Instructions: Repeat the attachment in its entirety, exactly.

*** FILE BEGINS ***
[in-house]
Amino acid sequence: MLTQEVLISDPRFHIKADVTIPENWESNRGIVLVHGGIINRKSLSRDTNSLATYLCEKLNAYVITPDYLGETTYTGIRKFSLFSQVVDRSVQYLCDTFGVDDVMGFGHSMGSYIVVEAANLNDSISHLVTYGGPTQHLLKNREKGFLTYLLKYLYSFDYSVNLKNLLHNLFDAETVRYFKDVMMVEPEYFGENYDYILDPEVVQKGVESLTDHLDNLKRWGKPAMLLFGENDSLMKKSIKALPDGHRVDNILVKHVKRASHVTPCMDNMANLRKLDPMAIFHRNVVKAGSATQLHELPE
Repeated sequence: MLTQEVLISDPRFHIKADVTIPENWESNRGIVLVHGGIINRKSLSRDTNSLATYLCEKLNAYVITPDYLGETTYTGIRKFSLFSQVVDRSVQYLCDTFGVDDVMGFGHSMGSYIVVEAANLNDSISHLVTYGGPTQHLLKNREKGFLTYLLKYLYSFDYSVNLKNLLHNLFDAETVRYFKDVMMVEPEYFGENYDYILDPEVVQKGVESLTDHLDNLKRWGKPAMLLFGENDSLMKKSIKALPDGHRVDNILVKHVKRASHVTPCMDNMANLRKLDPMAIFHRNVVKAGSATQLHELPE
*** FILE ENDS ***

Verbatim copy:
[in-house]
Amino acid sequence: MLTQEVLISDPRFHIKADVTIPENWESNRGIVLVHGGIINRKSLSRDTNSLATYLCEKLNAYVITPDYLGETTYTGIRKFSLFSQVVDRSVQYLCDTFGVDDVMGFGHSMGSYIVVEAANLNDSISHLVTYGGPTQHLLKNREKGFLTYLLKYLYSFDYSVNLKNLLHNLFDAETVRYFKDVMMVEPEYFGENYDYILDPEVVQKGVESLTDHLDNLKRWGKPAMLLFGENDSLMKKSIKALPDGHRVDNILVKHVKRASHVTPCMDNMANLRKLDPMAIFHRNVVKAGSATQLHELPE
Repeated sequence: MLTQEVLISDPRFHIKADVTIPENWESNRGIVLVHGGIINRKSLSRDTNSLATYLCEKLNAYVITPDYLGETTYTGIRKFSLFSQVVDRSVQYLCDTFGVDDVMGFGHSMGSYIVVEAANLNDSISHLVTYGGPTQHLLKNREKGFLTYLLKYLYSFDYSVNLKNLLHNLFDAETVRYFKDVMMVEPEYFGENYDYILDPEVVQKGVESLTDHLDNLKRWGKPAMLLFGENDSLMKKSIKALPDGHRVDNILVKHVKRASHVTPCMDNMANLRKLDPMAIFHRNVVKAGSATQLHELPE